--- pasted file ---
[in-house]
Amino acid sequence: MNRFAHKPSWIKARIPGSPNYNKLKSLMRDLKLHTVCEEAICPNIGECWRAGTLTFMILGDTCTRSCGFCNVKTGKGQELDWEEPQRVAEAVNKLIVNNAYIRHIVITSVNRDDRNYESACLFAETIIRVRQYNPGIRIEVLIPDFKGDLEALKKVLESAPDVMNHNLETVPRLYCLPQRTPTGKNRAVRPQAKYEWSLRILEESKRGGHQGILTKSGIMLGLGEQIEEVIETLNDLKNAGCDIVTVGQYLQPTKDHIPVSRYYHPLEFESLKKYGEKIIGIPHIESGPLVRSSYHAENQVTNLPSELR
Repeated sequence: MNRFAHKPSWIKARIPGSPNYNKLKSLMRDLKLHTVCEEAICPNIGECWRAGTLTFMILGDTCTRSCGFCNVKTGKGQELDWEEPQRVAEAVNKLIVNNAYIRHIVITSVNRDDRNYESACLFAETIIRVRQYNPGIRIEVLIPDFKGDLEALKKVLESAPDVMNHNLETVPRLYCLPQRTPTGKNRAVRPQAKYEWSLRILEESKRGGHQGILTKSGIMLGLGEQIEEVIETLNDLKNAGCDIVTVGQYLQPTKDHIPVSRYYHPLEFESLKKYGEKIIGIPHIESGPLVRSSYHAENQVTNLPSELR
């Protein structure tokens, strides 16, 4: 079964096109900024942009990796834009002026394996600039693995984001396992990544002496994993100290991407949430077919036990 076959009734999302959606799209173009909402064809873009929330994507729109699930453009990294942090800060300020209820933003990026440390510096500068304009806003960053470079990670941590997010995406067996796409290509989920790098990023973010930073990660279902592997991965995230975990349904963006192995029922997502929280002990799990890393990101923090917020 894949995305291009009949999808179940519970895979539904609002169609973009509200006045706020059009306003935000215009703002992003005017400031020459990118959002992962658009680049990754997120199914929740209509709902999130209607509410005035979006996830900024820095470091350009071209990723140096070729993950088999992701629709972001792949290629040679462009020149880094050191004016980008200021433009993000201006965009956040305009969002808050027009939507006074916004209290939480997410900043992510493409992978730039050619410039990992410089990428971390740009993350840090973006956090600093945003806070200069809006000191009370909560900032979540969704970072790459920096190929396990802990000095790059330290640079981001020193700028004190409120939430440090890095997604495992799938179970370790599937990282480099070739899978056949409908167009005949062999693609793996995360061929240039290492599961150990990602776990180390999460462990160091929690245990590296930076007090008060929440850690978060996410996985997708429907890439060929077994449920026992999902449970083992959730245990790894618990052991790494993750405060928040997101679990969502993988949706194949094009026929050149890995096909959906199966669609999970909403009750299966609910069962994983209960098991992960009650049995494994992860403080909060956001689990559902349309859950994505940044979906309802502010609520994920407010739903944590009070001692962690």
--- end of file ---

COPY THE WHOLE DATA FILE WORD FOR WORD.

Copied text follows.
[in-house]
Amino acid sequence: MNRFAHKPSWIKARIPGSPNYNKLKSLMRDLKLHTVCEEAICPNIGECWRAGTLTFMILGDTCTRSCGFCNVKTGKGQELDWEEPQRVAEAVNKLIVNNAYIRHIVITSVNRDDRNYESACLFAETIIRVRQYNPGIRIEVLIPDFKGDLEALKKVLESAPDVMNHNLETVPRLYCLPQRTPTGKNRAVRPQAKYEWSLRILEESKRGGHQGILTKSGIMLGLGEQIEEVIETLNDLKNAGCDIVTVGQYLQPTKDHIPVSRYYHPLEFESLKKYGEKIIGIPHIESGPLVRSSYHAENQVTNLPSELR
Repeated sequence: MNRFAHKPSWIKARIPGSPNYNKLKSLMRDLKLHTVCEEAICPNIGECWRAGTLTFMILGDTCTRSCGFCNVKTGKGQELDWEEPQRVAEAVNKLIVNNAYIRHIVITSVNRDDRNYESACLFAETIIRVRQYNPGIRIEVLIPDFKGDLEALKKVLESAPDVMNHNLETVPRLYCLPQRTPTGKNRAVRPQAKYEWSLRILEESKRGGHQGILTKSGIMLGLGEQIEEVIETLNDLKNAGCDIVTVGQYLQPTKDHIPVSRYYHPLEFESLKKYGEKIIGIPHIESGPLVRSSYHAENQVTNLPSELR
């Protein structure tokens, strides 16, 4: 079964096109900024942009990796834009002026394996600039693995984001396992990544002496994993100290991407949430077919036990 076959009734999302959606799209173009909402064809873009929330994507729109699930453009990294942090800060300020209820933003990026440390510096500068304009806003960053470079990670941590997010995406067996796409290509989920790098990023973010930073990660279902592997991965995230975990349904963006192995029922997502929280002990799990890393990101923090917020 894949995305291009009949999808179940519970895979539904609002169609973009509200006045706020059009306003935000215009703002992003005017400031020459990118959002992962658009680049990754997120199914929740209509709902999130209607509410005035979006996830900024820095470091350009071209990723140096070729993950088999992701629709972001792949290629040679462009020149880094050191004016980008200021433009993000201006965009956040305009969002808050027009939507006074916004209290939480997410900043992510493409992978730039050619410039990992410089990428971390740009993350840090973006956090600093945003806070200069809006000191009370909560900032979540969704970072790459920096190929396990802990000095790059330290640079981001020193700028004190409120939430440090890095997604495992799938179970370790599937990282480099070739899978056949409908167009005949062999693609793996995360061929240039290492599961150990990602776990180390999460462990160091929690245990590296930076007090008060929440850690978060996410996985997708429907890439060929077994449920026992999902449970083992959730245990790894618990052991790494993750405060928040997101679990969502993988949706194949094009026929050149890995096909959906199966669609999970909403009750299966609910069962994983209960098991992960009650049995494994992860403080909060956001689990559902349309859950994505940044979906309802502010609520994920407010739903944590009070001692962690």